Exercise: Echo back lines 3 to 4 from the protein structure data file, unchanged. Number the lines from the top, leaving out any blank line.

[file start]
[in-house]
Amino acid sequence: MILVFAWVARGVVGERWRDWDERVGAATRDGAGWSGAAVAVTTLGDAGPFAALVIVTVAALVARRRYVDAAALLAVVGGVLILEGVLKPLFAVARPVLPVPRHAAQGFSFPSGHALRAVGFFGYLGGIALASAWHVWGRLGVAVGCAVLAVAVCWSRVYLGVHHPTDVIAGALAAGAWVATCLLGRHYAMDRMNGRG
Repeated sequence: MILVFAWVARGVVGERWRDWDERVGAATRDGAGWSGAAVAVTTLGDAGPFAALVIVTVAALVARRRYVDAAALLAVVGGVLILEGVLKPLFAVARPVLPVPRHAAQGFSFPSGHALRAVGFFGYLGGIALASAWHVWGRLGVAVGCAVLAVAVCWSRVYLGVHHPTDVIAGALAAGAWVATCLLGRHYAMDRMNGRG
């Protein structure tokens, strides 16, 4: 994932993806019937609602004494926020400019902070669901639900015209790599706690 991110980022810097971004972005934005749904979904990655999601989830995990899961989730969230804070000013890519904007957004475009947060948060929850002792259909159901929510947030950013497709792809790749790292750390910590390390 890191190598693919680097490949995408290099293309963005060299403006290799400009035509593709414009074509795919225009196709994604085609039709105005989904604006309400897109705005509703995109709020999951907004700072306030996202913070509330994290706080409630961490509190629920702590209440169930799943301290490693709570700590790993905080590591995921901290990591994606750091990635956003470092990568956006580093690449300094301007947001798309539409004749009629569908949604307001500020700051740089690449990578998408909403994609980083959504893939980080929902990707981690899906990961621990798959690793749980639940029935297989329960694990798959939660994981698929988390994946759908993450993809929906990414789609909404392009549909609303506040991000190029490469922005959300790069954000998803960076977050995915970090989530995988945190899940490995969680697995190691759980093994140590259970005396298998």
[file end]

Repeated sequence: MILVFAWVARGVVGERWRDWDERVGAATRDGAGWSGAAVAVTTLGDAGPFAALVIVTVAALVARRRYVDAAALLAVVGGVLILEGVLKPLFAVARPVLPVPRHAAQGFSFPSGHALRAVGFFGYLGGIALASAWHVWGRLGVAVGCAVLAVAVCWSRVYLGVHHPTDVIAGALAAGAWVATCLLGRHYAMDRMNGRG
């Protein structure tokens, strides 16, 4: 994932993806019937609602004494926020400019902070669901639900015209790599706690 991110980022810097971004972005934005749904979904990655999601989830995990899961989730969230804070000013890519904007957004475009947060948060929850002792259909159901929510947030950013497709792809790749790292750390910590390390 890191190598693919680097490949995408290099293309963005060299403006290799400009035509593709414009074509795919225009196709994604085609039709105005989904604006309400897109705005509703995109709020999951907004700072306030996202913070509330994290706080409630961490509190629920702590209440169930799943301290490693709570700590790993905080590591995921901290990591994606750091990635956003470092990568956006580093690449300094301007947001798309539409004749009629569908949604307001500020700051740089690449990578998408909403994609980083959504893939980080929902990707981690899906990961621990798959690793749980639940029935297989329960694990798959939660994981698929988390994946759908993450993809929906990414789609909404392009549909609303506040991000190029490469922005959300790069954000998803960076977050995915970090989530995988945190899940490995969680697995190691759980093994140590259970005396298998």